Mongolia: Looking East, looking West
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Mongolia: Looking East, looking West

President demonstrates considerable flexibility in balancing strategic relationships, reports Jonathan Berkshire Miller

Mongolian President Tsakhia Elbegdorj continues to ascend up the list of priority partners in the capitals of North Asia’s key power brokers. Elbergdorj has demonstrated remarkable tact in his management and enhancement of Mongolia’s complex relations with China, Russia and the United States.

The Mongolian head of state is fluent in English and Russian and has a master’s degree from Harvard in government. His own personal narrative continues to further Ulan Bator’s diplomatic push to enhance ties with both neighbors – China and Russia – and foreign markets in Europe and North America.

The current Mongolian government’s nuanced approach to its foreign policy is accruing benefits. Elbegdorj continues to follow a policy similar to that of newly re-elected Turkish Prime Minister Tayyip Erdogan that advocates “zero problems” on its borders. While Mongolia does not have to deal with the same problems as Turkey from a security perspective, the challenge of managing its relationships with China and Russia is considerable.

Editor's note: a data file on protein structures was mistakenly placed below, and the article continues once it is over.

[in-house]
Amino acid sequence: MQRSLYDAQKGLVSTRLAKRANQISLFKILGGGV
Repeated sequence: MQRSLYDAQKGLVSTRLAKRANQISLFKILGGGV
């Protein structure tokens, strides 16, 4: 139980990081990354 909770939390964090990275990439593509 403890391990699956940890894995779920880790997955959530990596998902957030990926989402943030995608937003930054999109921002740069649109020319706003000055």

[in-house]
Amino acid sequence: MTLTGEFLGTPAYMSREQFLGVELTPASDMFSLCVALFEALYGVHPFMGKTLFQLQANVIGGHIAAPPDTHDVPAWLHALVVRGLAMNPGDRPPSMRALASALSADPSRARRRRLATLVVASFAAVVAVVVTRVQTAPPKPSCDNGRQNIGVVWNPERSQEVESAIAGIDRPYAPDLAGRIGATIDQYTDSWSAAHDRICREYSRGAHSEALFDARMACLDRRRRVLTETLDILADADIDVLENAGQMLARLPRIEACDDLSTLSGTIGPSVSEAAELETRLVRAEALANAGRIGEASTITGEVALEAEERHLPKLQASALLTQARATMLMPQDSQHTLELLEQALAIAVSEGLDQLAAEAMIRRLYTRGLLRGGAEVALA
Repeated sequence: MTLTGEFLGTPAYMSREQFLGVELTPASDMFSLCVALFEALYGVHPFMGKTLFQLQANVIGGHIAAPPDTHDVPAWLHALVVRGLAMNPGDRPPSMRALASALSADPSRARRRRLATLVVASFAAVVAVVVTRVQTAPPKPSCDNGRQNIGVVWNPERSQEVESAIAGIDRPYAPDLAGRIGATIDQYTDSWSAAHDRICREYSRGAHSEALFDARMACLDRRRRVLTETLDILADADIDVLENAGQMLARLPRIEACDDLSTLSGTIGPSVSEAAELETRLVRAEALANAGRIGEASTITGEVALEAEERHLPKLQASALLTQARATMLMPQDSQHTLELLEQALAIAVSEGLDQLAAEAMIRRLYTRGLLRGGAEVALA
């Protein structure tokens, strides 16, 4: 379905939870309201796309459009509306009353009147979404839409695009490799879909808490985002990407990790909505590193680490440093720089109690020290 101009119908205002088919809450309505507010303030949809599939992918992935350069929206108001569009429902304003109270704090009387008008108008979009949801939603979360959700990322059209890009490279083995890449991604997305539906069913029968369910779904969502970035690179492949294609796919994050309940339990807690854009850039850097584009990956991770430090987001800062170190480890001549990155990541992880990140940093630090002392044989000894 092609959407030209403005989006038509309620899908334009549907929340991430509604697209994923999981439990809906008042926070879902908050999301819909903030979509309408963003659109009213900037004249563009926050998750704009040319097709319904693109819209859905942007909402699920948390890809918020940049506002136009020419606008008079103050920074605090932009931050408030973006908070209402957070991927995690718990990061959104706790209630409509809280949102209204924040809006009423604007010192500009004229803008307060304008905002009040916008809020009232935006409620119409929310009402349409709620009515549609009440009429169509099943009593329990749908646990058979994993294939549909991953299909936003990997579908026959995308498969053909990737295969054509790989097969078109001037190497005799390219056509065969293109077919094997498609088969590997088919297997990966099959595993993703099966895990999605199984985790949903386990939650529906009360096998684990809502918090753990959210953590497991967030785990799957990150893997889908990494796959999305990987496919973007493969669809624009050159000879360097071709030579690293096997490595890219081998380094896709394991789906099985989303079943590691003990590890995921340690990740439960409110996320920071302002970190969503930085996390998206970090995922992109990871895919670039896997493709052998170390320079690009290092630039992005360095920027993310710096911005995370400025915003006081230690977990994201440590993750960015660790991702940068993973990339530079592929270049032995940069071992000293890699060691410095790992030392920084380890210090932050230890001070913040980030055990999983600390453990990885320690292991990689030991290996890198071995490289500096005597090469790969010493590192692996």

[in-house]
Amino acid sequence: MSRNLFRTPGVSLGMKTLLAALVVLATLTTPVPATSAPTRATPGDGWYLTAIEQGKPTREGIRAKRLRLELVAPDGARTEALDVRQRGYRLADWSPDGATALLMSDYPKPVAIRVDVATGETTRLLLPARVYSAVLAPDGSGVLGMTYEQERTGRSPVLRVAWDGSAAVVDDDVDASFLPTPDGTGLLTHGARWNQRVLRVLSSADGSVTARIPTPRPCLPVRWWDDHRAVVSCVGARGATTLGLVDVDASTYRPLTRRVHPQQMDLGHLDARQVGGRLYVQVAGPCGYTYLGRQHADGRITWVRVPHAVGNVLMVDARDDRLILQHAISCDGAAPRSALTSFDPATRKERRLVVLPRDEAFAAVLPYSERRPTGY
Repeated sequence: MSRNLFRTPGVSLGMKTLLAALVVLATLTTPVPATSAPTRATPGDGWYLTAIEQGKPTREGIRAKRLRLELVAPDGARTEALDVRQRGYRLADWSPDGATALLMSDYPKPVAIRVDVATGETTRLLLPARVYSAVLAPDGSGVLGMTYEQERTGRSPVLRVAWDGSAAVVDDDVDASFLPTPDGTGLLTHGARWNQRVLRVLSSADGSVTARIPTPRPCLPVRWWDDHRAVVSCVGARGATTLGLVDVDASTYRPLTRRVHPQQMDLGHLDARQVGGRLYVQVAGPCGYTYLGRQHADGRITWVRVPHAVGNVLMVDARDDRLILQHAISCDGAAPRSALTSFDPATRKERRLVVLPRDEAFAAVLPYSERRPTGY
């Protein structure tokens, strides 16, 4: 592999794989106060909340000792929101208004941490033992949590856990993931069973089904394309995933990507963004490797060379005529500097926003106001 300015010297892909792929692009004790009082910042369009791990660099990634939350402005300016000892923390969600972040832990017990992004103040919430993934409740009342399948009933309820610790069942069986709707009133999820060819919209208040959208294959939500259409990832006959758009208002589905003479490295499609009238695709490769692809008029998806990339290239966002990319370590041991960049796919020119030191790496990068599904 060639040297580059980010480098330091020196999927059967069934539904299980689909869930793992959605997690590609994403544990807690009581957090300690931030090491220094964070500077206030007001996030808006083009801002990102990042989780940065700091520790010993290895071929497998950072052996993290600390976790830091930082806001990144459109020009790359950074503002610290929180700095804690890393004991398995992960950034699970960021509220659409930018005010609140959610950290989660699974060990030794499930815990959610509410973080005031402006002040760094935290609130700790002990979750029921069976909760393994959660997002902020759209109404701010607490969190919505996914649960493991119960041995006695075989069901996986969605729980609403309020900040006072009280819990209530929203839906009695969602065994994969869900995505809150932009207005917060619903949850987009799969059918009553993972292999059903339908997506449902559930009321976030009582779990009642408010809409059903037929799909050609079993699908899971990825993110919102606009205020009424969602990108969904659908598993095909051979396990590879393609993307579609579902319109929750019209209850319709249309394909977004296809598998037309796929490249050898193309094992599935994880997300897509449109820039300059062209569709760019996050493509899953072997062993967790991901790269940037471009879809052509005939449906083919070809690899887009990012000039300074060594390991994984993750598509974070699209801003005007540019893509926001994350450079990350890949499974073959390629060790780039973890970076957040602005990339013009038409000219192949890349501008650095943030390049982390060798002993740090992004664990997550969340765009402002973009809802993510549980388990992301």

Mongolia has historically been blessed and cursed by its geostrategic location between two great powers. Elbedorj is now making it a priority for Mongolia to manage these problems – ranging from historical disputes, energy security to corruption – in order to chart out a prosperous and sustainable future for his country.

Sino-Mongolian relations have improved under Elbedorj’s watch, both economically and politically. Defense cooperation with China is still a sensitive issue for Mongolia but there have been signs of a gradual move towards increasing these ties with Beijing. Last August, the two countries concluded the 5th China-Mongolia Defense Consultation aimed at promoting regional and bilateral defense cooperation.

China recognizes Ulan Bator’s increased engagement with the US and NATO and is anxious to act as hedge and second avenue for the Mongolian government. Following the last round of consultations, a senior official from the People’s Liberation Army remarked that the bilateral discussions had made ‘positive contributions to advancing mutual trust between the two.’


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